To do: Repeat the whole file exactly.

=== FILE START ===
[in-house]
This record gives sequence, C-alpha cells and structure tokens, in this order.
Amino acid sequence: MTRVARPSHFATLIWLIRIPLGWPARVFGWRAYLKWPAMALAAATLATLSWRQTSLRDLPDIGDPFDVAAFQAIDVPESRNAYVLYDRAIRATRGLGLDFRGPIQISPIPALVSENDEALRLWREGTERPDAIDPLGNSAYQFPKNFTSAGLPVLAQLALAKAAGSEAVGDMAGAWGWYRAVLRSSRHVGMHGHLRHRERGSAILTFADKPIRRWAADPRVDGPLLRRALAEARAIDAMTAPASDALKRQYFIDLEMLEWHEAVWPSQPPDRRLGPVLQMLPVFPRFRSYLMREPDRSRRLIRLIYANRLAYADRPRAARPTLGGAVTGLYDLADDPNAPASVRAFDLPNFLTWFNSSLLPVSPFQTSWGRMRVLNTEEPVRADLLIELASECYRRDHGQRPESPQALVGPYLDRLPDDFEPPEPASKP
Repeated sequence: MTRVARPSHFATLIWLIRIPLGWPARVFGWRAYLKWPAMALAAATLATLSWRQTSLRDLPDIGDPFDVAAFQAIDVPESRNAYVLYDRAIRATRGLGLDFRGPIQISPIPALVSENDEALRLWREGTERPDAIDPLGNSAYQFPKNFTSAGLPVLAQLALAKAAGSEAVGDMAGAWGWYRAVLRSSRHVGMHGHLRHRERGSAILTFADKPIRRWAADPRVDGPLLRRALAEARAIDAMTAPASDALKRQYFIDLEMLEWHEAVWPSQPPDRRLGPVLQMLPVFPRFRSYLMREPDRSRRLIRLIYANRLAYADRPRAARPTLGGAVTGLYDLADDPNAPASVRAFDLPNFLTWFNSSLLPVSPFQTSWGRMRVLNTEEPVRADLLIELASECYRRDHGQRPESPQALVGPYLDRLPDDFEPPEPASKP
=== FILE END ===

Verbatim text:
[in-house]
This record gives sequence, C-alpha cells and structure tokens, in this order.
Amino acid sequence: MTRVARPSHFATLIWLIRIPLGWPARVFGWRAYLKWPAMALAAATLATLSWRQTSLRDLPDIGDPFDVAAFQAIDVPESRNAYVLYDRAIRATRGLGLDFRGPIQISPIPALVSENDEALRLWREGTERPDAIDPLGNSAYQFPKNFTSAGLPVLAQLALAKAAGSEAVGDMAGAWGWYRAVLRSSRHVGMHGHLRHRERGSAILTFADKPIRRWAADPRVDGPLLRRALAEARAIDAMTAPASDALKRQYFIDLEMLEWHEAVWPSQPPDRRLGPVLQMLPVFPRFRSYLMREPDRSRRLIRLIYANRLAYADRPRAARPTLGGAVTGLYDLADDPNAPASVRAFDLPNFLTWFNSSLLPVSPFQTSWGRMRVLNTEEPVRADLLIELASECYRRDHGQRPESPQALVGPYLDRLPDDFEPPEPASKP
Repeated sequence: MTRVARPSHFATLIWLIRIPLGWPARVFGWRAYLKWPAMALAAATLATLSWRQTSLRDLPDIGDPFDVAAFQAIDVPESRNAYVLYDRAIRATRGLGLDFRGPIQISPIPALVSENDEALRLWREGTERPDAIDPLGNSAYQFPKNFTSAGLPVLAQLALAKAAGSEAVGDMAGAWGWYRAVLRSSRHVGMHGHLRHRERGSAILTFADKPIRRWAADPRVDGPLLRRALAEARAIDAMTAPASDALKRQYFIDLEMLEWHEAVWPSQPPDRRLGPVLQMLPVFPRFRSYLMREPDRSRRLIRLIYANRLAYADRPRAARPTLGGAVTGLYDLADDPNAPASVRAFDLPNFLTWFNSSLLPVSPFQTSWGRMRVLNTEEPVRADLLIELASECYRRDHGQRPESPQALVGPYLDRLPDDFEPPEPASKP